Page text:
A panorama of fruit orchards greeted visitors to the southern San Francisco Bay area in the 1940s. Stanford University and the horse farms of its founder, Leland Stanford, formed the northern gateway to a valley tucked between two coastal mountain ranges and dotted with mission and train-stop towns such as Menlo Park, Palo Alto, Santa Clara, and San Jose. It was an idyllic scene, with its mild climate, rolling hills, and agrarian pace.
But when a young, ambitious Stanford engineering dean, Frederick Emmons Terman, looked past the university's red tiled roofs, he saw raw opportunity. He had already helped a clutch of his best students, including Bill Hewlett and Dave Packard, start their own electronics companies. After World War II, Terman knew the government was poised to begin an unprecedented investment in science and engineering. In that, he saw the potential to build a community of technical scholars to rival Oxford, Bologna, and other great centers of knowledge.
Terman, who died in 1982, would have loved what Silicon Valley has become. Part science lab, part industrial park, the Valley is a turbulent confluence of academic ardor, industrial intensity, unbridled imagination, and money. Flanked by Stanford, the University of California at Berkeley, and lesser-known engineering schools at Santa Clara University and San Jose State University, the Valley produces more tech graduates than any region in the U.S.--with over 4,100 engineering degrees in 1995.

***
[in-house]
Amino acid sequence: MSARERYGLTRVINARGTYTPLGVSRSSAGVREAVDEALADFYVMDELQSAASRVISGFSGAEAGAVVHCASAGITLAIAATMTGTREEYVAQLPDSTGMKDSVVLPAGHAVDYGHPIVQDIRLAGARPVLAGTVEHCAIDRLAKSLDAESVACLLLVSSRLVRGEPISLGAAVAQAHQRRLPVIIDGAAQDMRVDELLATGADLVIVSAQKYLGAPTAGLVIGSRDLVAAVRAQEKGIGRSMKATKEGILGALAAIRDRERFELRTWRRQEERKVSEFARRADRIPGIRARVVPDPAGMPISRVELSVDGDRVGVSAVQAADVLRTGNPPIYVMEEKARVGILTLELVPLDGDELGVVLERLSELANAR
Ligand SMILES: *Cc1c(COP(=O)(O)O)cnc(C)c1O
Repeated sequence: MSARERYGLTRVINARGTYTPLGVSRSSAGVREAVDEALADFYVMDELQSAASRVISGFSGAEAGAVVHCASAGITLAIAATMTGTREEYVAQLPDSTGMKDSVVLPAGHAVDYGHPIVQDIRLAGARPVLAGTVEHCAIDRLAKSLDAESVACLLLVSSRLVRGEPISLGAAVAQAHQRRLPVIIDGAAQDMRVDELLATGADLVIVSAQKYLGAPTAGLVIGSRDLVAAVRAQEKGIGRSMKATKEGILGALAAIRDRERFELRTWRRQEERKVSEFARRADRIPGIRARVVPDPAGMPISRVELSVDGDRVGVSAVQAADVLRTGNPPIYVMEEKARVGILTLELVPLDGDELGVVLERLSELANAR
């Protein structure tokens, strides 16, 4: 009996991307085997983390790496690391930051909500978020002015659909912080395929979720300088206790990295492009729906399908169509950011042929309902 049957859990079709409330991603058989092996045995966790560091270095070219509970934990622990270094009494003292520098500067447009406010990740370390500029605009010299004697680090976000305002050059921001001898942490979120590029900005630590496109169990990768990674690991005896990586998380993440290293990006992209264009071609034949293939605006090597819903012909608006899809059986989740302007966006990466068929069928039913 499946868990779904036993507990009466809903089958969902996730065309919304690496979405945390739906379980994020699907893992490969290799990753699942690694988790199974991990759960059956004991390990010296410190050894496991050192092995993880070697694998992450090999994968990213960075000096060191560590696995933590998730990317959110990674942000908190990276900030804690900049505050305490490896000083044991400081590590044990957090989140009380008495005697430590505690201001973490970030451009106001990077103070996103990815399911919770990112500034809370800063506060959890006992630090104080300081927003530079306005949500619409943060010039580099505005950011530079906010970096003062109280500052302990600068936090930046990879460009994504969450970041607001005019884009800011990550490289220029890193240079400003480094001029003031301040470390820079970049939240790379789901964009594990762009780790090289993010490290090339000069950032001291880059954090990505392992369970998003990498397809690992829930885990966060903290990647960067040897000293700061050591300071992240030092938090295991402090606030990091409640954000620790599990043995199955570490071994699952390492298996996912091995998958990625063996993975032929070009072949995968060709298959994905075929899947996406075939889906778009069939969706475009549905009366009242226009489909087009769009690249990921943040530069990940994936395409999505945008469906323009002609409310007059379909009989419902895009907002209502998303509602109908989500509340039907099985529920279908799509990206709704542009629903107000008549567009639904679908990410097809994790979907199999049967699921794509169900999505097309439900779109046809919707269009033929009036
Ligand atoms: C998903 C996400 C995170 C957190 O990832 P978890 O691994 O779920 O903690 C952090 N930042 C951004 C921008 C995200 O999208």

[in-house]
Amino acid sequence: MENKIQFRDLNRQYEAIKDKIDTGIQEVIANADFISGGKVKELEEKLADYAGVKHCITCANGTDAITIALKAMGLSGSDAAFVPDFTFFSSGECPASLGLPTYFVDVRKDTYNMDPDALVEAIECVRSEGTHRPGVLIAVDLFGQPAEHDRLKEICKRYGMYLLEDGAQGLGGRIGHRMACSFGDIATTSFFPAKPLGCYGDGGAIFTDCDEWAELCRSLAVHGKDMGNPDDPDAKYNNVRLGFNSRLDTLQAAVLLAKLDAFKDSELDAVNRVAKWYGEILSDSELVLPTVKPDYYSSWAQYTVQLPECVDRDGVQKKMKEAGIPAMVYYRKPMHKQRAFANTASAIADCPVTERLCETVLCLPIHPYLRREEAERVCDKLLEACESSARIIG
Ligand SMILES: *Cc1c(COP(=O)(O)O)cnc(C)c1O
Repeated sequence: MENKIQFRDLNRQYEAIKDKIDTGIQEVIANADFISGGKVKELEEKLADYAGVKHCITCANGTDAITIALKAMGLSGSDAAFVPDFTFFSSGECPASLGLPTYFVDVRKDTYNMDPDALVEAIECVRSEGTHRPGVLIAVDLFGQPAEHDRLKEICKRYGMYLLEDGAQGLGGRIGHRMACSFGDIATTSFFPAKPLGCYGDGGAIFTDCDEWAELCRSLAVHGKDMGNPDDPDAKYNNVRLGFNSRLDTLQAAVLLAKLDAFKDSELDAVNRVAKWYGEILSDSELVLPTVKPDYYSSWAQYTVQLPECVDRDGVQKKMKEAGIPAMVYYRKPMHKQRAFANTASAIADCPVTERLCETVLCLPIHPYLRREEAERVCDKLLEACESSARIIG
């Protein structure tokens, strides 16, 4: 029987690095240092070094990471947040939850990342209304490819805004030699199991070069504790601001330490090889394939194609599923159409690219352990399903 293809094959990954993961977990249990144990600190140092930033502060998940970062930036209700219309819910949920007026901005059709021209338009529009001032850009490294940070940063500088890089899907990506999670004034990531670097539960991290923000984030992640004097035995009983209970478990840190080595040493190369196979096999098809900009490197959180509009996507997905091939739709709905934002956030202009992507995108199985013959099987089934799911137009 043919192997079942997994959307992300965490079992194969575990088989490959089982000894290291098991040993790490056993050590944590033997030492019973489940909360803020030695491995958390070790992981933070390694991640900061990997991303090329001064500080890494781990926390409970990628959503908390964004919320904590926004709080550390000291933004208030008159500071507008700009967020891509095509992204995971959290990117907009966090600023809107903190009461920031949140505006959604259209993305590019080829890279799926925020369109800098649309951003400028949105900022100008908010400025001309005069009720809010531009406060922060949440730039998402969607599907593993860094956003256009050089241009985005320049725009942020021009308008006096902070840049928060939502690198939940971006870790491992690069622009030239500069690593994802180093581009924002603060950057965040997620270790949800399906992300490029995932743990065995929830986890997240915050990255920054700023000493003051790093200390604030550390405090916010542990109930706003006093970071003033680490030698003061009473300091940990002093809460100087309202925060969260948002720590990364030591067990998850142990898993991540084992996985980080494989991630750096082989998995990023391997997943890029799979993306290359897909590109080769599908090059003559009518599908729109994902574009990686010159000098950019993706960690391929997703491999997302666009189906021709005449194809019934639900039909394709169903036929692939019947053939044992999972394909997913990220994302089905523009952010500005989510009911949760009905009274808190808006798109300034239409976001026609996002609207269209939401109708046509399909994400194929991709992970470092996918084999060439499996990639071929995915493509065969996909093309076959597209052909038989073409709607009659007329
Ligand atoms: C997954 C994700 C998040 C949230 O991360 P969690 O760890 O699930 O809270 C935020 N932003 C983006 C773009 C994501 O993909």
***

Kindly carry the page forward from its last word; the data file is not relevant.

Many alumni stay put and prosper. Between 1960 and 1990, companies started by Stanford graduates created over 250,000 jobs. Indeed, a family tree of Silicon Valley's origins shows a multigenerational, digital "begetting" of biblical proportions. "It's a network, as opposed to a hierarchy," says venture capitalist L. John Doerr of Kleiner Perkins Caufield & Byers. "And it's rooted in a terrific educational system."
FARM SYSTEM. These days, Stanford engineering grad students aren't surprised when engineering professor Thomas Byers--brother of a prosperous venture capitalist--farms them out to local startups in midcourse to learn the meaning of entrepreneurship. Stanford faculty members are invited to address the "Sunrise Club," a regular meeting of local venture capitalists who drop by the student union to hear about the latest research. The dean of the Graduate School of Business, Michael Spence, sits on the board of Sun Microsystems Inc. and is as fluent in routers and switches as in economic theory. "You are constantly bombarded [with technology] and so, almost by accident, you keep up to date," he says. "You actually end up right in the pushing and shoving, and then at the margin, you're a customer, too."
Stanford's influence is immense. But it is just one template among many. Berkeley--whose alumni include both Gordon E. Moore and Andrew S. Grove of Intel Corp.--has its own character and strengths. Its style "has been to develop technology, convince existing companies to use the ideas, and then go back and develop more technology," says David A. Patterson, one of the school's prominent computer scientists.